Volunteer

We appreciate your interest in our shore-based beluga whale monitoring program. Belugas are an essential part of the Cook Inlet ecosystem. Your participation in our monitoring efforts will provide researchers, managers, and the public with valuable information on beluga distribution, behavior, and habitat use in this region. As a volunteer, you’ll acquire knowledge about these animals and their conservation needs, participate in field monitoring, and contribute to collecting scientific data on beluga habitat use. Becoming an AKBMP community scientist is an excellent way to support Cook Inlet beluga whale conservation, all while enjoying your local ecosystem!

We strive to foster an inclusive environment where all people feel accepted in our volunteer program. Diversity strengthens and enriches our work. We welcome people of all backgrounds and identities, including race, ethnicity, national origin, gender identity, gender expression, faith/religion, age, sexual orientation, ability, socioeconomic background, and familial status. We want our volunteers to feel they can bring their authentic selves to our program, and we know that a diversity of voices, perspectives, and ideas is critical. We are constantly pushing to improve so, please reach out if you have any suggestions on how we can do better (alaskabmp@gmail.com).

Originally the word “citizen” was included in the term citizen science to differentiate data collectors from the general public and professionally trained scientists. The intention was not to describe the citizenship status of the volunteers participating in the data-collection initiative; however, we recognize that the use of this word is not inclusive. The Alaska Beluga Monitoring Program welcomes anyone who finds joy in belugas and wants to contribute to the conservation of the Cook Inlet population. Due to our ongoing work toward diversity, equity, and inclusion, we have transitioned from using “citizen science” to “community science.” Everyone is a valuable volunteer, no matter where you were born or how you came to Alaska. We value your contribution, and US citizenship is not a prerequisite for caring about the natural world. Additionally, our program is a communal experience that brings together Alaskan communities along the shores of Cook Inlet who are inspired and motivated to become better stewards for beluga whales. Community science better reflects how our program is successful through collaboration and teamwork.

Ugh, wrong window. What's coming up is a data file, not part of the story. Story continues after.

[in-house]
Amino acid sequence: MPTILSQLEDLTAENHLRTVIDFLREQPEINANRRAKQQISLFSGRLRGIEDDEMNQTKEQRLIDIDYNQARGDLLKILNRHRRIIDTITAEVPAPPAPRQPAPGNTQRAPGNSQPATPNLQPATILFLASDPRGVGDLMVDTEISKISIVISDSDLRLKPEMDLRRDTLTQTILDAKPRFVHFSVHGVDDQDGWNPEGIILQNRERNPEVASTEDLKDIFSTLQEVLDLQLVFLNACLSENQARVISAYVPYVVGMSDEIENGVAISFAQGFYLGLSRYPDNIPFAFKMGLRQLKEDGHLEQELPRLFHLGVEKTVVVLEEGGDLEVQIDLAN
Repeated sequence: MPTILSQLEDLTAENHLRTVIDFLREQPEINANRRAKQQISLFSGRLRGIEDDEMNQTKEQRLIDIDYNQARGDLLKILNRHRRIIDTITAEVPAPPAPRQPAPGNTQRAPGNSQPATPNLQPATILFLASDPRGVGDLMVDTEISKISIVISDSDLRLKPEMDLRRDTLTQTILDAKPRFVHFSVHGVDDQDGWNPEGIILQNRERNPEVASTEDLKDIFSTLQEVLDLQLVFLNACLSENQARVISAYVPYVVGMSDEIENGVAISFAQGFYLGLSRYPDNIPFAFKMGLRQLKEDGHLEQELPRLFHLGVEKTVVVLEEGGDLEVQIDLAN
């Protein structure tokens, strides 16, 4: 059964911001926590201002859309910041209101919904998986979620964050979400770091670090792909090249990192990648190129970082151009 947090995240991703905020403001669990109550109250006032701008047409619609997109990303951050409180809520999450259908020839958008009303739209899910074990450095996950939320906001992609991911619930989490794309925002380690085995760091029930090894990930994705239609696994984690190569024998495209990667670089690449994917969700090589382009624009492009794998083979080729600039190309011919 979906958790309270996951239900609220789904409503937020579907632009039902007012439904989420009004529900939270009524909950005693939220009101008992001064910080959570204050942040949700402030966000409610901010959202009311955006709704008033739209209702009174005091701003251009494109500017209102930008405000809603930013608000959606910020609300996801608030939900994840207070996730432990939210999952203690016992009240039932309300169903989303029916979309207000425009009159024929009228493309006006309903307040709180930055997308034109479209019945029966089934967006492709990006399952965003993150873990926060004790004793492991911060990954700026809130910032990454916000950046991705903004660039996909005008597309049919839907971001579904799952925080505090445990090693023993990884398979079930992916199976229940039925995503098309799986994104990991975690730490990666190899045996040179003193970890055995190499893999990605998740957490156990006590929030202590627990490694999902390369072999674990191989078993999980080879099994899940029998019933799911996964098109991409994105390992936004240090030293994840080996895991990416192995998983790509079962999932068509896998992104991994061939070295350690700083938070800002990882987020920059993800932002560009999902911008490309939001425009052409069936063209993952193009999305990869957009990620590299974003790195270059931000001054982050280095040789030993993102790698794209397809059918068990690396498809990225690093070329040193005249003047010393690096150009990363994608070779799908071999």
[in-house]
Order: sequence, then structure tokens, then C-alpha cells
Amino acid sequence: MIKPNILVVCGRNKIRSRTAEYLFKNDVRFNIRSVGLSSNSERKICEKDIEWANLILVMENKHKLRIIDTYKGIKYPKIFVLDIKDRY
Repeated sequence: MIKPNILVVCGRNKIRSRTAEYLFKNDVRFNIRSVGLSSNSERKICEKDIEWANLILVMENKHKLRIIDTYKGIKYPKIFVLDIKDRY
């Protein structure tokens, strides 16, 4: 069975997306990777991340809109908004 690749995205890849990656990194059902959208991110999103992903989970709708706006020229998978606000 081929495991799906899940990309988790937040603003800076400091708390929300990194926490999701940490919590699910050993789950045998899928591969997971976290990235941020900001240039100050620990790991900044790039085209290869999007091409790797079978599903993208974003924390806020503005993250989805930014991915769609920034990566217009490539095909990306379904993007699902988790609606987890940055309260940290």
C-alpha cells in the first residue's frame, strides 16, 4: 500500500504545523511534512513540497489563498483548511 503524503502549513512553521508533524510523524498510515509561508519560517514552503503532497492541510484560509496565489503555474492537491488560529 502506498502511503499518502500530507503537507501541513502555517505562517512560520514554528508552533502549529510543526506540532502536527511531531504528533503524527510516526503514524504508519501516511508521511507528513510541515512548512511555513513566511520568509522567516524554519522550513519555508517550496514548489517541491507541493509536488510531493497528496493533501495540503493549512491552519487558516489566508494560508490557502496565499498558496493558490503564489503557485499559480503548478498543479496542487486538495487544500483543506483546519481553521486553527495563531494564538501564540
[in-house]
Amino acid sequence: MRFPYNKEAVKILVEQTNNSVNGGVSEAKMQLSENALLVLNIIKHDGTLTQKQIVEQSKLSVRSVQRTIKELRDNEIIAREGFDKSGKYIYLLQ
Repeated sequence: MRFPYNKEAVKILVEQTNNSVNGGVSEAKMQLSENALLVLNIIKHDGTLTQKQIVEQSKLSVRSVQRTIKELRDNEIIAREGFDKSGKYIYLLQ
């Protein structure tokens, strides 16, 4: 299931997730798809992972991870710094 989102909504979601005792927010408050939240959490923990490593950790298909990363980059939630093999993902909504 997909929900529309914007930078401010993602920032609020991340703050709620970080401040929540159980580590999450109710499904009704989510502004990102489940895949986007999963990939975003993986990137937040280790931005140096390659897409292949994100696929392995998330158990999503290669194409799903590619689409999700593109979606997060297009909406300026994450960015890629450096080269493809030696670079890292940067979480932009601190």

WE HOST TWO MONITORING SEASONS Annually

Fall: mid-August through late November | Spring: mid-March through late May

HOW TO BECOME A BELUGA COMMUNITY SCIENTIST?
  • Step 1. Attend a volunteer orientation

    Orientations (60-90 minutes) are held virtually at the start of each monitoring season. We provide you with information on our monitoring activities and instructions on following our monitoring protocols and using our datasheets during orientation. Our monitoring protocol provides a standardized method for conducting shore-based beluga monitoring. Our program enables the systematic collection of field observations so that our data can be used to support the management and conservation of these animals. The orientation will be recorded and posted here for viewing anytime during our season. All participants must be at least 18 years of age unless accompanied by an adult guardian.

    *signup for our newsletter to get season updates

  • Step 2. Complete volunteer application and waiver

    Once you have completed the volunteer orientation, we will send you an email with the volunteer application and waiver. Both will need to be completed and emailed back to the coordinator before you can attend any monitoring sessions for further training. You will not have access to the session signup schedule until you complete both of these.